Wednesday, March 14, 2012

The PHOENIX Ensemble in "Matters of Love"

Alon Harari

The PHOENIX Ensemble held a concert in Christ Church, Jerusalem on March 7th, 2012. In “Matters of Love” - earthly and celestial, in PHOENIX founder and director Myrna Herzog’s words - we heard Myrna Herzog on viola da gamba, Marina Minkin on harpsichord and countertenor Alon Harari.

Vivaldi composed 39 solo cantatas (that we know of), 12 of them written for the contralto soloist. Of this major vocal chamber music genre of the early 18th century, Vivaldi’s solo cantatas all comprise three or four movements. “Care Selve Amici Prati” RV 671 (Dear woods, friendly meadows) (c.1742) is of the more concise form - aria, recitative, aria. Alon Harari expounds the woes of a shepherd who loses his freedom and peace-of-mind to “treacherous hope and false love”, eventually finding contentment in his “beloved flock” and the “murmur of the waves”. With Minkin and Herzog’s varied and evocative textures an integral part of the canvas of this small pastoral picture, Harari sets forth the verbal text with compelling intensity, his melismatic passages woven through the melodic line with consummate artistry. From hearing this refined, superbly embellished work, that poses many challenges to the singer, demanding no less artistry and initiative on the part of the players, one is left regretting that these solo cantatas are heard so rarely. They certainly belong hand-in-glove with the performing repertoire of the PHOENIX Ensemble.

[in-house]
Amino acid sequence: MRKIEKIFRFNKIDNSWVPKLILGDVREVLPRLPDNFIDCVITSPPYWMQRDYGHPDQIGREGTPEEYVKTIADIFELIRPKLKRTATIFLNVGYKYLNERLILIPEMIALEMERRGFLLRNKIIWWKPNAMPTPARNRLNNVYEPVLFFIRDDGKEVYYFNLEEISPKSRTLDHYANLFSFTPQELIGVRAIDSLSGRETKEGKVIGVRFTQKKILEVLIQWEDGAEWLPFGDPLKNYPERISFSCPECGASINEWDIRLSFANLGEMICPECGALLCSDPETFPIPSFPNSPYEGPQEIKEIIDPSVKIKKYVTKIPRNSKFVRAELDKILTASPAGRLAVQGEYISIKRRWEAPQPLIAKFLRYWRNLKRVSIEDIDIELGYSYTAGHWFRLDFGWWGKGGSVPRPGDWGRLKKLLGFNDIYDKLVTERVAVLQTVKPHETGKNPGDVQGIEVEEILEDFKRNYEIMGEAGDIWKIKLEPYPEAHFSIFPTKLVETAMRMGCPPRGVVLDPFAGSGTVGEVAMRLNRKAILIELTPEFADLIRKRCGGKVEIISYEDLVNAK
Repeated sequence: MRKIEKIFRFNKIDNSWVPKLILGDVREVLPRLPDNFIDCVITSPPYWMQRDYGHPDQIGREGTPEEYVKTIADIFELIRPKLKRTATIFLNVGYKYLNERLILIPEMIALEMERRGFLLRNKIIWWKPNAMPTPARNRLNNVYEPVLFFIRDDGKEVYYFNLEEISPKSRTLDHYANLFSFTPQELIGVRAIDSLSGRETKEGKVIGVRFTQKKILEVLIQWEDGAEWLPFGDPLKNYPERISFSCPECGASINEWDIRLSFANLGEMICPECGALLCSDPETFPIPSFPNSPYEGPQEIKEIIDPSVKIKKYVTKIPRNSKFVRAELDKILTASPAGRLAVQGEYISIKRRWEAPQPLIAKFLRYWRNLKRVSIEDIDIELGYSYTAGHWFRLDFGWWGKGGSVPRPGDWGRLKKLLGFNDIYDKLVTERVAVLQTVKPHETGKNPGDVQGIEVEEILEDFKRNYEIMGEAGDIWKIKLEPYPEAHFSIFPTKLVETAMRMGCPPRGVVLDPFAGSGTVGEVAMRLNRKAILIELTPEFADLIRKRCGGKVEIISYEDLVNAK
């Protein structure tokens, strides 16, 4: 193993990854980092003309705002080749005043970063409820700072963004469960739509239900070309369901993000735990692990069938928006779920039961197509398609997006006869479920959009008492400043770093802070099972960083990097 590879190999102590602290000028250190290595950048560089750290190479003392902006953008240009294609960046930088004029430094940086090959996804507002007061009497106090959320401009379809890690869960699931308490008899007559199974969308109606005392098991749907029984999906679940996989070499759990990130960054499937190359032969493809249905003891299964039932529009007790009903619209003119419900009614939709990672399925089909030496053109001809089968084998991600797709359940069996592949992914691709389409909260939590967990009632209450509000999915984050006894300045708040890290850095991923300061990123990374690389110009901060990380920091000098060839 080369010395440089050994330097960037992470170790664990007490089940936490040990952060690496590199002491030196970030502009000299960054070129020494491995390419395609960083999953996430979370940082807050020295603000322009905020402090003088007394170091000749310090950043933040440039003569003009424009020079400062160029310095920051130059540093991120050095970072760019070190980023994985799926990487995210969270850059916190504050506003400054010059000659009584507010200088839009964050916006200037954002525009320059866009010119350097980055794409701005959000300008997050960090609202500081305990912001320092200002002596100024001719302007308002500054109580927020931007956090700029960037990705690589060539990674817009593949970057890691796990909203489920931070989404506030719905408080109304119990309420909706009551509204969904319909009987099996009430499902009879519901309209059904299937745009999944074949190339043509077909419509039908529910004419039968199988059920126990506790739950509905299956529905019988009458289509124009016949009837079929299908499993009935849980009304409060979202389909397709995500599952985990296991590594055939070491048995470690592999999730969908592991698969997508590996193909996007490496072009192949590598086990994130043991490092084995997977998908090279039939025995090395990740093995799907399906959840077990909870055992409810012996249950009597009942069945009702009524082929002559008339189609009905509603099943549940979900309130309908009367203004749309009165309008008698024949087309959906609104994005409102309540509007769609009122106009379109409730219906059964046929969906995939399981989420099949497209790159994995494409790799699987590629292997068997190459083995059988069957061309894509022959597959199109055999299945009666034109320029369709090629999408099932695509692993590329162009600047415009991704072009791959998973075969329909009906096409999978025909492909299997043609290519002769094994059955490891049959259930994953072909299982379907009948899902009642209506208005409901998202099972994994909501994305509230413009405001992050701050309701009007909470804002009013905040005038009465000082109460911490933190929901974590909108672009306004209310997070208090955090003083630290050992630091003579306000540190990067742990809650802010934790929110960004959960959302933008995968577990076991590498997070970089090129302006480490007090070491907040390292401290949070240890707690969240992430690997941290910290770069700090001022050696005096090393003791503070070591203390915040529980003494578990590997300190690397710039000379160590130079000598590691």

François Couperin’s (1666-1733) “Ritratto dell’amore” (Portrait of Love) is the ninth of a set of “concerts”, term “concert” referring to a piece for two or more instruments. In this “pièce de caractère”, the composer is “trying to write in the Italian style” (in Herzog’s words) resulting in a work using both French and Italian elements: the French style overture is followed mostly by dances. Titles given to the various movements certainly create the idea of love but also have an enigmatic, whimsical side to them; behind some of the titles there is a dance form - “Enjoyment” is an Allemande and “The Etc.” is a pair of Italienate minuets. Minkin and Herzog steered clear of showy tempi, rather spelling out straightforward melodic lines in a singing, sometimes inégal manner, Minkin’s playing filling out the harmonic soundscape (remplissage), the artists creating a sense of well-being and inviting audience members to decide whether Couperin’s flirtations were genuine or just the wink of the eye.

We tend to hear more concerts of Dietrich Buxtehude’s organ repertoire than of his other keyboard music. Marina Minkin’s playing of the “Allemande d’amore” from Suite no. VI gave the audience at Christ Church a small glimpse into the composer’s harpsichord suites, these representing the intimate, domestic aspect of the composer’s art. Her performance of the weighty Buxtehude-type Allemande was clear in direction, moderately flexed and richly embellished.